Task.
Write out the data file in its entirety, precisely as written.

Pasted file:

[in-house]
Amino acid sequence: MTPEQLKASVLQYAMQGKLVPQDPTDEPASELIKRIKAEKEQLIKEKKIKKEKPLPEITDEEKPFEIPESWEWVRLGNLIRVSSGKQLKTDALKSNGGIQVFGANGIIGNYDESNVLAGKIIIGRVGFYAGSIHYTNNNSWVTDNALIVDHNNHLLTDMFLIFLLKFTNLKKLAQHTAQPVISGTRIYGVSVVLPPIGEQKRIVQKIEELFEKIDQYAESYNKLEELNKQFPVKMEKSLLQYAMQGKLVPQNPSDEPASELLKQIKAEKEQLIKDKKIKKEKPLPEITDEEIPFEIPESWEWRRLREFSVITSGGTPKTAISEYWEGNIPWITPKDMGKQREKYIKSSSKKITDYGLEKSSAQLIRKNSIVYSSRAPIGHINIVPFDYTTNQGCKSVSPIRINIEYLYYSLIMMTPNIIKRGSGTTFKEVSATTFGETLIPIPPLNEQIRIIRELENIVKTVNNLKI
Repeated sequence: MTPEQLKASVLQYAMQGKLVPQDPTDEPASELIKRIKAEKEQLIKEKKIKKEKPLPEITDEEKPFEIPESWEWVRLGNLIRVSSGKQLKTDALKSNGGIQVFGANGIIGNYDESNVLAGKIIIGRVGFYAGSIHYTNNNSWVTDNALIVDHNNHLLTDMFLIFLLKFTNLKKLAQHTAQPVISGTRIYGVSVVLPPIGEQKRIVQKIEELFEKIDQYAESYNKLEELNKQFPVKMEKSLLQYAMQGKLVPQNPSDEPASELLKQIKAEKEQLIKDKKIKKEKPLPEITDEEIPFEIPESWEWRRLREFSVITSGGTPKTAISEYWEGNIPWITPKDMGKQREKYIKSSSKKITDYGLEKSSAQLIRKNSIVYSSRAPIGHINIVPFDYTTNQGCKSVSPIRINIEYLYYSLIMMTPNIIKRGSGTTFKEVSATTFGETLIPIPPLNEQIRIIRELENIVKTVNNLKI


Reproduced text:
[in-house]
Amino acid sequence: MTPEQLKASVLQYAMQGKLVPQDPTDEPASELIKRIKAEKEQLIKEKKIKKEKPLPEITDEEKPFEIPESWEWVRLGNLIRVSSGKQLKTDALKSNGGIQVFGANGIIGNYDESNVLAGKIIIGRVGFYAGSIHYTNNNSWVTDNALIVDHNNHLLTDMFLIFLLKFTNLKKLAQHTAQPVISGTRIYGVSVVLPPIGEQKRIVQKIEELFEKIDQYAESYNKLEELNKQFPVKMEKSLLQYAMQGKLVPQNPSDEPASELLKQIKAEKEQLIKDKKIKKEKPLPEITDEEIPFEIPESWEWRRLREFSVITSGGTPKTAISEYWEGNIPWITPKDMGKQREKYIKSSSKKITDYGLEKSSAQLIRKNSIVYSSRAPIGHINIVPFDYTTNQGCKSVSPIRINIEYLYYSLIMMTPNIIKRGSGTTFKEVSATTFGETLIPIPPLNEQIRIIRELENIVKTVNNLKI
Repeated sequence: MTPEQLKASVLQYAMQGKLVPQDPTDEPASELIKRIKAEKEQLIKEKKIKKEKPLPEITDEEKPFEIPESWEWVRLGNLIRVSSGKQLKTDALKSNGGIQVFGANGIIGNYDESNVLAGKIIIGRVGFYAGSIHYTNNNSWVTDNALIVDHNNHLLTDMFLIFLLKFTNLKKLAQHTAQPVISGTRIYGVSVVLPPIGEQKRIVQKIEELFEKIDQYAESYNKLEELNKQFPVKMEKSLLQYAMQGKLVPQNPSDEPASELLKQIKAEKEQLIKDKKIKKEKPLPEITDEEIPFEIPESWEWRRLREFSVITSGGTPKTAISEYWEGNIPWITPKDMGKQREKYIKSSSKKITDYGLEKSSAQLIRKNSIVYSSRAPIGHINIVPFDYTTNQGCKSVSPIRINIEYLYYSLIMMTPNIIKRGSGTTFKEVSATTFGETLIPIPPLNEQIRIIRELENIVKTVNNLKI